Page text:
© 2010 – Routledge
322 pages | 1 B/W Illus.
The inherent mobility of tourists and consequent relative ephemerality of contact between the visitor and the visited tourism phenomenon have specific characteristics that challenge the usual fieldwork practices of the social and physical sciences. Such conditions create specific concerns for the tourism researcher in terms of their positionality, relationality, accessibility, ethics, reflexivity, and methodological appropriateness.
Fieldwork in Tourism is the first book to focus on this extremely significant component of contemporary tourist research and provides hands on approaches to conducting tourism fieldwork in a range of settings, exploring the methodological considerations and offering strategies to mitigate these. The book also discusses how fieldwork affects researchers personally and what happens to field relationships. Divided into five sections, each with an introduction and a guide to further reading, the chapters cover the context of fieldwork, research relationships, politics and power, the position of the researcher in the field, research methods and processes, including virtual fieldwork, and the relationships between being a tourist and doing fieldwork. The concluding chapter suggests that the link between tourism and fieldwork perhaps offers greater insights into understanding creative fieldwork than may be imagined.
This book incorporates a rich and diverse set of fieldwork experiences, insights and reflections on conducting fieldwork in different settings, the problems that emerge, the solutions that were developed, and the realities of being ‘in the field’. Fieldwork in Tourism is an essential guide for Tourism higher level students, academics and researchers embarking on research in this field.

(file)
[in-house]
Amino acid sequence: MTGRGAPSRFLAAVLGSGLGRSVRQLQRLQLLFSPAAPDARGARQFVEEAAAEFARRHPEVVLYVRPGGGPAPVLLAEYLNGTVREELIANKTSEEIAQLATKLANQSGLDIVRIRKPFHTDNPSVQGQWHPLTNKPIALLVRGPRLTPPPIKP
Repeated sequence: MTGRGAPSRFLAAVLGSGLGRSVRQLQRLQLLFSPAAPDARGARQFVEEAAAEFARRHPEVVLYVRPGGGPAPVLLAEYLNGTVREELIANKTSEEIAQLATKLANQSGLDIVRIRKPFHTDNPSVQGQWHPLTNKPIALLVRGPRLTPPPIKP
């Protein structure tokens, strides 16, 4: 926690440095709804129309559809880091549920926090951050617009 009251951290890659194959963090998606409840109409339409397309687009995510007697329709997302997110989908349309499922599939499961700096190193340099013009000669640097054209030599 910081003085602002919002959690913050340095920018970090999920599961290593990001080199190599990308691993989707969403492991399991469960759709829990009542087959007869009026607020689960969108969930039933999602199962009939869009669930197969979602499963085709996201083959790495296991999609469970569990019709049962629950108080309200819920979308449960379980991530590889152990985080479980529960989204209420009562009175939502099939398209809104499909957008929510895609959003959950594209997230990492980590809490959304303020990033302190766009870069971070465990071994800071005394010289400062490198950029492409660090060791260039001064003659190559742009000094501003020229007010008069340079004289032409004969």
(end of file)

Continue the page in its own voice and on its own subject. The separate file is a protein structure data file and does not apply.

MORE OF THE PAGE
Introducing the Contexts of Fieldwork 1 Fieldwork in Tourism/Touring Research: Where Does Tourism End and Fieldwork Begin? C. Michael Hall 2 Defining and Redefining Conceptual Frameworks for Social Science Field Research Alan Lew Research Relationships: Power, Politics and Patron-client Affinities 3 Researching the Political in Tourism: Where Knowledge Meets Power Michael Hall 4 The Visible/Invisible Researcher: Ethics and Politically-Sensitive Research Stephanie Chok 5 Interviewing Elites: Perspectives from the Medical Tourism Sector in India and Thailand Audrey Bochaton and Bertrand Lefebvre Positionality: Researcher Position in the Field, Practicalities, Perils, and Pitfalls 6 Reflexivity and Ethnography in Community Tourism Research Teresa Leopold 7 Doing ‘Risky’ and ‘Sexy’ Research: Reframing the Concept of ‘Relational’ in Qualitative Research Reiko Yamagishi 8 Studying Halal Restaurants in New Zealand: Experiences and Perspectives of a Muslim Female Researcher Melissa wan Hassan 9 Researching Heritage Tourism in Singapore: An Outsider Perspective as an Asset? David Tantow 10 Cosmopolitan Methodologies: Implications of the Ethnographer’s Multiple Positions in Studying Tourism Malita Allan 11 Allowing Women’s Voices to be Heard in Tourism Research: Competing Paradigms of Method Jo Bensemann Methods and Processes 12 Studying Local-to-Global Tourism Dynamics Through Glocal Ethnography Noel B. Salazar 13 Researching Second Home Tourism in South Africa: Methodological Challenges and Innovations Gijsbert Hoogendoorn and Gustav Visser 14 Off the Record: Segmenting Informal Discussions into Viable Methodological Categories Jamie Gillen 15 Know Yourself: Making the Visual Work in Tourism Research Jenny Chio 16 Work it Out: Using Work as Participant Observation to Study Tourism Chris McMorran 17 Researching Tourists in the Outdoors - Challenges and Experiences from Protected Areas in Sweden Sandra Wall Reinius 18 Challenges in Fieldwork Researching Group Service Experiences at a White Water Rafting Provider in New Zealand Joerg Finsterwalder and Volker G. Kuppelwieser 19 On Facing Rejection: Volunteer Tourists that I Could Not Interview Harng Luh Sin Future Directions and New Environments 20 In Cyberspace Can Anybody Hear You Scream? Issues in the Conduct of Online Fieldwork C. Michael Hall 21 Integrating Researchers and Indigenous Communities: Reflections From Northern Canada R.H. Lemelin, E. Wiersma and E.J. Stewart 22 Managing Post-Fieldwork Interpersonal Relationships: Mea (maxima?) Culpa David Timothy Duval 23 Concluding Thoughts: Where Does Fieldwork End and Tourism Begin? C. Michael Hall